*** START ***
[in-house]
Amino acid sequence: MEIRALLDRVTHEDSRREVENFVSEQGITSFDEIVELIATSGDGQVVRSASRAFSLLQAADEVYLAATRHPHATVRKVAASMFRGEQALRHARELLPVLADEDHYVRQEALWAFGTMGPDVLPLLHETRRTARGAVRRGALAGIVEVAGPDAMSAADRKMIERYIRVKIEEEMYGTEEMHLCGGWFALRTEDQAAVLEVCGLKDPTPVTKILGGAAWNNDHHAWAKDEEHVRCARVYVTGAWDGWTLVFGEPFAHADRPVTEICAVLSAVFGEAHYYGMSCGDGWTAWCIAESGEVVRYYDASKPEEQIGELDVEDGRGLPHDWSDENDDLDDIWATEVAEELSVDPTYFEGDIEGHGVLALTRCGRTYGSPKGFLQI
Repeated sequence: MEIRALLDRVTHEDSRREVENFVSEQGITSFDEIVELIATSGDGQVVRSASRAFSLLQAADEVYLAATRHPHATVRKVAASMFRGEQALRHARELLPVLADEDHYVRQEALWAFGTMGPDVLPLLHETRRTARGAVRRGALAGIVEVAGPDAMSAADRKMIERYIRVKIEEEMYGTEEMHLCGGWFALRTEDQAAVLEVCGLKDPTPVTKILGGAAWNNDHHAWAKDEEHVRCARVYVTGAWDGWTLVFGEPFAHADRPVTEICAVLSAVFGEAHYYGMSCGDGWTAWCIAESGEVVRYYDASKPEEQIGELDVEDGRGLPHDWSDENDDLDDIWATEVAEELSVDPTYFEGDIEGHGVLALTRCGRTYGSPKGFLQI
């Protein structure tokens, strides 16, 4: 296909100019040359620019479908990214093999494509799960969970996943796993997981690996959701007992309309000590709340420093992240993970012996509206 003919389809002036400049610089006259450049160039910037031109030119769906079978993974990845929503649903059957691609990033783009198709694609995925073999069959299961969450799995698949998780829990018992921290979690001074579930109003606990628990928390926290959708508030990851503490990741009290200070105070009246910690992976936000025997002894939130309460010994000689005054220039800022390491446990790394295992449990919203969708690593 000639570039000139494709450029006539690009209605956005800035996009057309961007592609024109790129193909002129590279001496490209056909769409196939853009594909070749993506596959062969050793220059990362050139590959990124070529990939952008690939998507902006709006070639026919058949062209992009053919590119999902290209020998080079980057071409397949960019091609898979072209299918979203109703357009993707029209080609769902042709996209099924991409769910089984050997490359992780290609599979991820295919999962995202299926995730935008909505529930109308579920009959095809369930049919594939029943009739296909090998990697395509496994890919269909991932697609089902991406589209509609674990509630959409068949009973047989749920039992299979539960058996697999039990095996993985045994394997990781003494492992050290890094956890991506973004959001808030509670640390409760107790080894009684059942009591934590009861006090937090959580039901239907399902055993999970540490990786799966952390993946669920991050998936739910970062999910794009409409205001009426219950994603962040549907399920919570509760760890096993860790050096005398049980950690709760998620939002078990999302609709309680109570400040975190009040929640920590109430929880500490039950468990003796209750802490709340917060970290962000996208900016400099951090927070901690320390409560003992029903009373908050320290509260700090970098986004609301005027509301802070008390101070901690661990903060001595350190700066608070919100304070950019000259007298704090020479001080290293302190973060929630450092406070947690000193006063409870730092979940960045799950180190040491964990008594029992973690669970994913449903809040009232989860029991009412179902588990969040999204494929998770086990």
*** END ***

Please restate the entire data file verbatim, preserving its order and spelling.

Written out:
[in-house]
Amino acid sequence: MEIRALLDRVTHEDSRREVENFVSEQGITSFDEIVELIATSGDGQVVRSASRAFSLLQAADEVYLAATRHPHATVRKVAASMFRGEQALRHARELLPVLADEDHYVRQEALWAFGTMGPDVLPLLHETRRTARGAVRRGALAGIVEVAGPDAMSAADRKMIERYIRVKIEEEMYGTEEMHLCGGWFALRTEDQAAVLEVCGLKDPTPVTKILGGAAWNNDHHAWAKDEEHVRCARVYVTGAWDGWTLVFGEPFAHADRPVTEICAVLSAVFGEAHYYGMSCGDGWTAWCIAESGEVVRYYDASKPEEQIGELDVEDGRGLPHDWSDENDDLDDIWATEVAEELSVDPTYFEGDIEGHGVLALTRCGRTYGSPKGFLQI
Repeated sequence: MEIRALLDRVTHEDSRREVENFVSEQGITSFDEIVELIATSGDGQVVRSASRAFSLLQAADEVYLAATRHPHATVRKVAASMFRGEQALRHARELLPVLADEDHYVRQEALWAFGTMGPDVLPLLHETRRTARGAVRRGALAGIVEVAGPDAMSAADRKMIERYIRVKIEEEMYGTEEMHLCGGWFALRTEDQAAVLEVCGLKDPTPVTKILGGAAWNNDHHAWAKDEEHVRCARVYVTGAWDGWTLVFGEPFAHADRPVTEICAVLSAVFGEAHYYGMSCGDGWTAWCIAESGEVVRYYDASKPEEQIGELDVEDGRGLPHDWSDENDDLDDIWATEVAEELSVDPTYFEGDIEGHGVLALTRCGRTYGSPKGFLQI
């Protein structure tokens, strides 16, 4: 296909100019040359620019479908990214093999494509799960969970996943796993997981690996959701007992309309000590709340420093992240993970012996509206 003919389809002036400049610089006259450049160039910037031109030119769906079978993974990845929503649903059957691609990033783009198709694609995925073999069959299961969450799995698949998780829990018992921290979690001074579930109003606990628990928390926290959708508030990851503490990741009290200070105070009246910690992976936000025997002894939130309460010994000689005054220039800022390491446990790394295992449990919203969708690593 000639570039000139494709450029006539690009209605956005800035996009057309961007592609024109790129193909002129590279001496490209056909769409196939853009594909070749993506596959062969050793220059990362050139590959990124070529990939952008690939998507902006709006070639026919058949062209992009053919590119999902290209020998080079980057071409397949960019091609898979072209299918979203109703357009993707029209080609769902042709996209099924991409769910089984050997490359992780290609599979991820295919999962995202299926995730935008909505529930109308579920009959095809369930049919594939029943009739296909090998990697395509496994890919269909991932697609089902991406589209509609674990509630959409068949009973047989749920039992299979539960058996697999039990095996993985045994394997990781003494492992050290890094956890991506973004959001808030509670640390409760107790080894009684059942009591934590009861006090937090959580039901239907399902055993999970540490990786799966952390993946669920991050998936739910970062999910794009409409205001009426219950994603962040549907399920919570509760760890096993860790050096005398049980950690709760998620939002078990999302609709309680109570400040975190009040929640920590109430929880500490039950468990003796209750802490709340917060970290962000996208900016400099951090927070901690320390409560003992029903009373908050320290509260700090970098986004609301005027509301802070008390101070901690661990903060001595350190700066608070919100304070950019000259007298704090020479001080290293302190973060929630450092406070947690000193006063409870730092979940960045799950180190040491964990008594029992973690669970994913449903809040009232989860029991009412179902588990969040999204494929998770086990």